But that’s not the reason I’m bothered by her character. When I say that I love a strong female character, I don’t necessarily mean physically strong. I don’t generally base my favourite characters off their physical strength – that’s just a plus. I wouldn’t expect her to be like Mikasa Ackerman from Attack on Titan (although I totally love her). What bothers me about Sakura is that she’s very bland as a character. In the first Naruto series, she’s completely boy-crazy over Sasuke, and that’s basically the only interesting thing about her. Afterwards, she just seems kind of mean towards Naruto. I generally see her as a character centered around love, relationships, and romance. While I enjoy those things, girls should not always be identified with romance – they’re a lot more than that. Sakura’s character had a lot of potential; it’s just disappointing that there wasn’t much more to her than this. She needed more personality, to be more than just the girl who’s in love with Sasuke. As much as I love Naruto, a lot of the female characters weren’t very fleshed out, which is disappointing because the idea of strong female ninjas is so exciting.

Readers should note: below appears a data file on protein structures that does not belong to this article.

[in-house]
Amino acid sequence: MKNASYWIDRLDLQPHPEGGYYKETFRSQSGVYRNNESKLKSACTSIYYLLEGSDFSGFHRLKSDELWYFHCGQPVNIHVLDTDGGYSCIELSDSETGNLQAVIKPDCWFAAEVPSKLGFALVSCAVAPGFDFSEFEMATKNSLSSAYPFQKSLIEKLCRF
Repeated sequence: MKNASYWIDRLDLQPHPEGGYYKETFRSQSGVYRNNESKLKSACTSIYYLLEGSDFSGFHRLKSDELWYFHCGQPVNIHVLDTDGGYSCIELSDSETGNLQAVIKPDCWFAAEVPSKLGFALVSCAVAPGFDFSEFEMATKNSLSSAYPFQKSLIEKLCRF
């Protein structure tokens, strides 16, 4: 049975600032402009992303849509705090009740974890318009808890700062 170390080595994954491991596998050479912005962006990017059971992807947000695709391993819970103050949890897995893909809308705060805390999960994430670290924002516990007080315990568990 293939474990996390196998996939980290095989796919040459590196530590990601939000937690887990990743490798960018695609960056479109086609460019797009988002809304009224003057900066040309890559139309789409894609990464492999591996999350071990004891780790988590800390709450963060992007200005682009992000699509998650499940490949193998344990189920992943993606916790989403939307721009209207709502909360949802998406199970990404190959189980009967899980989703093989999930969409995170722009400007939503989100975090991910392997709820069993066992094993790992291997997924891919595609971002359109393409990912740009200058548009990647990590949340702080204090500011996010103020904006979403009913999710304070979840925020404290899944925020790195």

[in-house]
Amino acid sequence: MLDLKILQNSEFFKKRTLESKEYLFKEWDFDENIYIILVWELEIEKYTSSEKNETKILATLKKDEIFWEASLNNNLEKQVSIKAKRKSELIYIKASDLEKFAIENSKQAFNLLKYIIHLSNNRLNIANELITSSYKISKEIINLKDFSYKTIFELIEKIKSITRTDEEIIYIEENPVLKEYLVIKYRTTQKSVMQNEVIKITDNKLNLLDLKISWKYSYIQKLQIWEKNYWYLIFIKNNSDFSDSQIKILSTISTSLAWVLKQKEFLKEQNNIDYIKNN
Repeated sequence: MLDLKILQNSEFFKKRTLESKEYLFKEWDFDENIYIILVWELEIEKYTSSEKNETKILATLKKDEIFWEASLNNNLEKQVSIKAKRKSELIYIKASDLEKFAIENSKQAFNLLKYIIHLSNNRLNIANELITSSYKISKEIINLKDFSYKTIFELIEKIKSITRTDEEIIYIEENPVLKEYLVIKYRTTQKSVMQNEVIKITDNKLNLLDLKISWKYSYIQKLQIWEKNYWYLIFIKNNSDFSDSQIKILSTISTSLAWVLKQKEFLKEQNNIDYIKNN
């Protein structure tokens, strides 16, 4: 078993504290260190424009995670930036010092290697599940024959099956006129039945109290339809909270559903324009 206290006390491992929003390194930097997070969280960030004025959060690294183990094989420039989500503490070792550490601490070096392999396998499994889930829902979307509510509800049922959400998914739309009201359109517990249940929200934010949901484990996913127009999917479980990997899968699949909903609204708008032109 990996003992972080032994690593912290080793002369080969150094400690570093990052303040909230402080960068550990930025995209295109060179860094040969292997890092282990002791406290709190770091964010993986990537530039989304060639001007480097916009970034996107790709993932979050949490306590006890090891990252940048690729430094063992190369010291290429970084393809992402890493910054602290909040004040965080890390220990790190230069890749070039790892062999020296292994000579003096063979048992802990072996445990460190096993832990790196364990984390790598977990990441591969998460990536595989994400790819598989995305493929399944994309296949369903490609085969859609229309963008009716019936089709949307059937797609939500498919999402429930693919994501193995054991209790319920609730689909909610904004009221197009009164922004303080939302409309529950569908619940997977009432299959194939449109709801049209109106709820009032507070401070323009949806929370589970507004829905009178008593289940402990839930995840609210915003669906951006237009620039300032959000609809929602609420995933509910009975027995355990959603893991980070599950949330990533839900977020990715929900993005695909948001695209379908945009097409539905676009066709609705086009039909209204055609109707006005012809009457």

Another representation of a female character who I thought was poorly portrayed is Misa Amane from Death Note. Like Sakura, I feel like there’s so much that could have been done with her. So much potential — gone to waste! When she introduces herself to the anime’s protagonist, Light Yagami, she gets annoying quickly. Her only care in life is that Light uses her and loves her. That’s it. If he’s happy, she’s happy. If he finds her useful, all is well. If they’re in a romantic relationship, let the confetti rain upon us. Seriously, that’s all there is to her character. The addition of her character was exciting at first, but then this was all we got – her obsession with the good-looking (and not to mention, evil) Light Yagami. She didn’t care that he was abusive and manipulative. In fact, she welcomed it. It’s very off-putting and disturbing. Personally, if I were in her shoes, I wouldn’t care if he looked like a young Leonardo Dicaprio; I’d be dumping his sorry behind.